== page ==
Looking down the 1st fairway on the Weiskopf course at Vista Vallarta
I’m in the penultimate day of my all-male golf outing. We’ll be up at the crack of dawn tomorrow, play 18, dash back to the hotel, throw all my crap in the suitcase (where is MD, my packer extraordinairre when I need her?), head to the airport and be back in the late afternoon. When I do get back, I’ll deal with all the comments that have stacked up in my while I’ve been gone. I’ll have them posted with my pithy commentary by noon Monday at the latest. So, if you’ve been waiting and watching, don’t despair.
In roaming through the news today I learned that Medicaid in West Virginia is going to try a different approach to solve the huge obesity problem that afflicts that state. Since the state spends about $140 million per year in health care costs for its heftiest citizens, the powers that be figure that spending a few million on preventative treatment might be a good investment. Problem is, in my opinion, they’re going about it in the wrong way.

Facing more than $100 million in annual costs linked to obesity, the Medicaid program in one of the country’s most overweight states is turning to a familiar name to help residents slim down.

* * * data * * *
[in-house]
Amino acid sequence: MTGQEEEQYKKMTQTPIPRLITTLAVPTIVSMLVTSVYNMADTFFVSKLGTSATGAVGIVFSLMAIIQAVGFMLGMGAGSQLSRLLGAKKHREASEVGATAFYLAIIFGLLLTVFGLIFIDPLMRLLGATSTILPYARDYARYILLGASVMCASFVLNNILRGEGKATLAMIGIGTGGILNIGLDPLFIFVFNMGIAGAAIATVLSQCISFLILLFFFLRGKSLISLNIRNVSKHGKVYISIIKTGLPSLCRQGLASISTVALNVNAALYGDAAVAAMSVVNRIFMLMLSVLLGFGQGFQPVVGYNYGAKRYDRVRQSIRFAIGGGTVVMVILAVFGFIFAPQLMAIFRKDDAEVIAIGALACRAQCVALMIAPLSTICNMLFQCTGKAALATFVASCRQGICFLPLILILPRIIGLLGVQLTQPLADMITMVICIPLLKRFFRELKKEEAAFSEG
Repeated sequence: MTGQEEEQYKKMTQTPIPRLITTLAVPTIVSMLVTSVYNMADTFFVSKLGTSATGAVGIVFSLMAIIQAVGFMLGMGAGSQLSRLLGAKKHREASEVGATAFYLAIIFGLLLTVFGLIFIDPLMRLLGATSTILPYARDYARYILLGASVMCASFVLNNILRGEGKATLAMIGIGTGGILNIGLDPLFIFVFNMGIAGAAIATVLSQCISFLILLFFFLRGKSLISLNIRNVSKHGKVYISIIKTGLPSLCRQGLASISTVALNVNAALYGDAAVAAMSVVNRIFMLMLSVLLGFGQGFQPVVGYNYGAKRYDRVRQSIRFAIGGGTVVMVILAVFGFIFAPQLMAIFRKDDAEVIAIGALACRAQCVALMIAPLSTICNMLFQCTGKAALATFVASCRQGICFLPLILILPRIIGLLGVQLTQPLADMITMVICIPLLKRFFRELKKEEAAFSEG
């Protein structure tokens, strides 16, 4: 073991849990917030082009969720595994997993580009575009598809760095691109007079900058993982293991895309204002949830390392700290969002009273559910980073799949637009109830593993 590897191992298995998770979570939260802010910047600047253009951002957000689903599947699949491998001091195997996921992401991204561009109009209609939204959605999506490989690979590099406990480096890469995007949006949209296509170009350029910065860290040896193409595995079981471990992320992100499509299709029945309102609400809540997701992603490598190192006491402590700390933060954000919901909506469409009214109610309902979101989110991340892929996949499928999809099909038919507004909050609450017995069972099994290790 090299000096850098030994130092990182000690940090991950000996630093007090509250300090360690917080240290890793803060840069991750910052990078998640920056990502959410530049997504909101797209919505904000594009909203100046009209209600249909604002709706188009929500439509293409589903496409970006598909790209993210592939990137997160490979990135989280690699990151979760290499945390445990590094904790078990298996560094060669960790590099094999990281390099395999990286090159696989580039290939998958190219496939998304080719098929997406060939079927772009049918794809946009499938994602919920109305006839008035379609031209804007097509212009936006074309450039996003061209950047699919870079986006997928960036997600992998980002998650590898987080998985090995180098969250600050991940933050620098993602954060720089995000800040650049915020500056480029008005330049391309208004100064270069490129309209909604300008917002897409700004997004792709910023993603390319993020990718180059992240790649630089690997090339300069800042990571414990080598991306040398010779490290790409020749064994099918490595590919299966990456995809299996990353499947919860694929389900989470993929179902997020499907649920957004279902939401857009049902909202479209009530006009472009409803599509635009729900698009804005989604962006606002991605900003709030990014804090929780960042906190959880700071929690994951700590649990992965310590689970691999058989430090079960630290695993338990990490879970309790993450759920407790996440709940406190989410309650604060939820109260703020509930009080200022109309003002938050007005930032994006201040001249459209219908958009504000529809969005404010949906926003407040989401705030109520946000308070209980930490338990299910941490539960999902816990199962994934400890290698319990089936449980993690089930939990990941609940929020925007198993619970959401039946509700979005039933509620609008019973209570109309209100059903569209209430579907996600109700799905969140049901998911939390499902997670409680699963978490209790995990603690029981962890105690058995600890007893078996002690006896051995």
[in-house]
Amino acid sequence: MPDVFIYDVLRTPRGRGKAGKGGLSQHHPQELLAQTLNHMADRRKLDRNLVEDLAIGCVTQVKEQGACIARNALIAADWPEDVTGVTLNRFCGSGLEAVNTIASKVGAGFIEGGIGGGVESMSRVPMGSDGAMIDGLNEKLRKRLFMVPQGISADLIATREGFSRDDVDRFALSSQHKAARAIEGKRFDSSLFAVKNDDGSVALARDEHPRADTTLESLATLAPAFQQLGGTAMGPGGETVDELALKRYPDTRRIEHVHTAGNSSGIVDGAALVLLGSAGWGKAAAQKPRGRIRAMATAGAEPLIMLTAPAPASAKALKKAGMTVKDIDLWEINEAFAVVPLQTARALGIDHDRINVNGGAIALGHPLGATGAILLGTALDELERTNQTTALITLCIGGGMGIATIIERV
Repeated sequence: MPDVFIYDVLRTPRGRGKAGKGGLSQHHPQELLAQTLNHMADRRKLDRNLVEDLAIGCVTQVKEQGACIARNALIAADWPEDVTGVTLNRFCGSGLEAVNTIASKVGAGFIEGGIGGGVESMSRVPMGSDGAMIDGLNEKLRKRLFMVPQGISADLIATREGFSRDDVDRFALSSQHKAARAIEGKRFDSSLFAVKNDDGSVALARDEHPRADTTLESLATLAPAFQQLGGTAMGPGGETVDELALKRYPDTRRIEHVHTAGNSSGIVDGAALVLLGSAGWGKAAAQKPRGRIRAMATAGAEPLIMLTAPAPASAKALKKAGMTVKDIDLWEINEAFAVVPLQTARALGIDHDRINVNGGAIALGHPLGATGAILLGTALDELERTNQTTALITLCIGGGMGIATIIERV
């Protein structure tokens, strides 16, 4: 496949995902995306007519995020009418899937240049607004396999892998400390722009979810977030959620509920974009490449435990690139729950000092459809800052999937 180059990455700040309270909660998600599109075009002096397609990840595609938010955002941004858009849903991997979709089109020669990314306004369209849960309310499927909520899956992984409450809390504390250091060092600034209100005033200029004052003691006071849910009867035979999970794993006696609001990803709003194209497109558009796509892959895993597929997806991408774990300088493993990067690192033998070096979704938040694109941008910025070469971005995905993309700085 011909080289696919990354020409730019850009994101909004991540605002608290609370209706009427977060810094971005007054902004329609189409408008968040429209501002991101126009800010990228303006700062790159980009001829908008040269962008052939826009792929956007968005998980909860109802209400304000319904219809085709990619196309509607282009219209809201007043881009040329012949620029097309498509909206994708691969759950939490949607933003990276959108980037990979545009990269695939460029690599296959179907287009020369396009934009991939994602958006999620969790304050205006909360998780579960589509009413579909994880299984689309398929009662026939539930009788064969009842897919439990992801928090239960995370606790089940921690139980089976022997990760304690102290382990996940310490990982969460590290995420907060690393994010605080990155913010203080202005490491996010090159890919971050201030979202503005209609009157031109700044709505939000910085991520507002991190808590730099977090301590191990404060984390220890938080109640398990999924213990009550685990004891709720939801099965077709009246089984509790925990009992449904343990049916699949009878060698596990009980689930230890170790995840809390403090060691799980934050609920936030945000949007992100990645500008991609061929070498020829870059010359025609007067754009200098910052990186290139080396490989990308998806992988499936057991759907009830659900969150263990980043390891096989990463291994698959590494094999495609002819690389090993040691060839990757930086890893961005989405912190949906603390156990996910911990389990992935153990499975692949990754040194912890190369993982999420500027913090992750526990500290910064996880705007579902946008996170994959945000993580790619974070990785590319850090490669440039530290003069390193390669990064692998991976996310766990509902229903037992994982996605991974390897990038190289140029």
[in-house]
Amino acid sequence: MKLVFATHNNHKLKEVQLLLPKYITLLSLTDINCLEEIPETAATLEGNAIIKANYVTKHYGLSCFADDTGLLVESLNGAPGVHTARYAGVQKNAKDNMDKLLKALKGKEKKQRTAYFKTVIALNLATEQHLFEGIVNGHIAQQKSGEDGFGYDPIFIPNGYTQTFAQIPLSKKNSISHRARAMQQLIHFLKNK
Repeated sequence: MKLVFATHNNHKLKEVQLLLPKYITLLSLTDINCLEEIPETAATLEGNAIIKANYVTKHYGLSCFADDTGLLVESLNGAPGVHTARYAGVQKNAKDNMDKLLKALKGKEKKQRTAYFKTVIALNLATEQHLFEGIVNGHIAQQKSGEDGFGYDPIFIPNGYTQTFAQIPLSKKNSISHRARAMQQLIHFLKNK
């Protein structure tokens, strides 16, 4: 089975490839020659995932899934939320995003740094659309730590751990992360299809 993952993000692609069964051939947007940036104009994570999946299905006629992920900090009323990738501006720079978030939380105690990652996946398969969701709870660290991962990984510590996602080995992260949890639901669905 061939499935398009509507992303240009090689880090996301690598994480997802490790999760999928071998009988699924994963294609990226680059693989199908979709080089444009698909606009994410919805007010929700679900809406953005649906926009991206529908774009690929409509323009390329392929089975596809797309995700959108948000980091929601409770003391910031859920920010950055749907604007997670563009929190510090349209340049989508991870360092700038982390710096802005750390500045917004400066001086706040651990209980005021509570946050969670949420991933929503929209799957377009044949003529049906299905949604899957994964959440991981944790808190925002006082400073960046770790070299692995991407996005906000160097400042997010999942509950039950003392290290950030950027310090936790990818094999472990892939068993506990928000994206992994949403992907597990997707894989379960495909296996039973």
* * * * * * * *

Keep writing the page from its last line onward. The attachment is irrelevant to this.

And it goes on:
Up to 75,000 West Virginians will soon be eligible for free weight loss courses through Weight Watchers, thanks to an effort by the state Medicaid program and the health benefits group UniCare, the largest provider of Medicaid coverage in the state.

Weight Watchers??!!??
So let me get this straight. We’ve got an enormous number of overweight people, most of whom spend their time face down in the carbohydrates. And we’re going to put them on a low-fat, high-carbohydrate diet–at state expense–to help them lose the weight they’ve put on by eating too many carbohydrates. Have I got that right?


  1. Weight Watchers didn’t work for me. I initially lost a little over 50 lbs, but eventually gained it all back. It was enough to make me give up on trying to lose weight until I became diabetic. I paid a lot of money for a weight roller coaster ride. With low carb, I’ve lost more than I ever did on Weight Watchers.
    Hi Dan–

    I suspect the people from West Virginia with discover the same thing.

  2. One more thought. It’s bad enough that I wasted my own money on Weight Watchers and I certainly don’t want my tax money supporting them.
    In all fairness, I know people who have done very well on Weight Watcher, even keeping the weight off. If Weight Watchers works for them, I won’t argue. However, as I sat in the Weight Watchers meetings, I saw many people like me who didn’t seem to be making any progress.
    I suspect that there are a lot more who don’t make progress than there are those who do.

  3. Regarding Weight Watchers-they now offer an alternative weight-loss plan which amounts to a version of low-carbing. So, when one joins, there is either the point system (and fat has so many points, one sort of has to do it low-fat to fit into the requirements) or a core plan.